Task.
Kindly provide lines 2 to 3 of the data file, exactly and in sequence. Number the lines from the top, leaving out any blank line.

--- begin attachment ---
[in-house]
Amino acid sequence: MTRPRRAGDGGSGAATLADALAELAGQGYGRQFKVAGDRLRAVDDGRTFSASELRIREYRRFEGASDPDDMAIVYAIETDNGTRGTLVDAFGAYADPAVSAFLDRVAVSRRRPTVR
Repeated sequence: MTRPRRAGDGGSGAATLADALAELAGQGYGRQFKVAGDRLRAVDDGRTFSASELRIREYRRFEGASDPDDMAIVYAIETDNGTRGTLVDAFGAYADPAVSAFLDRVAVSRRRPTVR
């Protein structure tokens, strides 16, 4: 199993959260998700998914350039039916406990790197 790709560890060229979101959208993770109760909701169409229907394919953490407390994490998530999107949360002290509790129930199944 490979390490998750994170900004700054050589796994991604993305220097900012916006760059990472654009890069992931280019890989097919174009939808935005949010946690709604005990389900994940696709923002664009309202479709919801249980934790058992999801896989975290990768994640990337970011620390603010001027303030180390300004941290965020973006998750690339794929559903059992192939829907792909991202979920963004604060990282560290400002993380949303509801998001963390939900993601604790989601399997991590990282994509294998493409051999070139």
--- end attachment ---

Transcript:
Amino acid sequence: MTRPRRAGDGGSGAATLADALAELAGQGYGRQFKVAGDRLRAVDDGRTFSASELRIREYRRFEGASDPDDMAIVYAIETDNGTRGTLVDAFGAYADPAVSAFLDRVAVSRRRPTVR
Repeated sequence: MTRPRRAGDGGSGAATLADALAELAGQGYGRQFKVAGDRLRAVDDGRTFSASELRIREYRRFEGASDPDDMAIVYAIETDNGTRGTLVDAFGAYADPAVSAFLDRVAVSRRRPTVR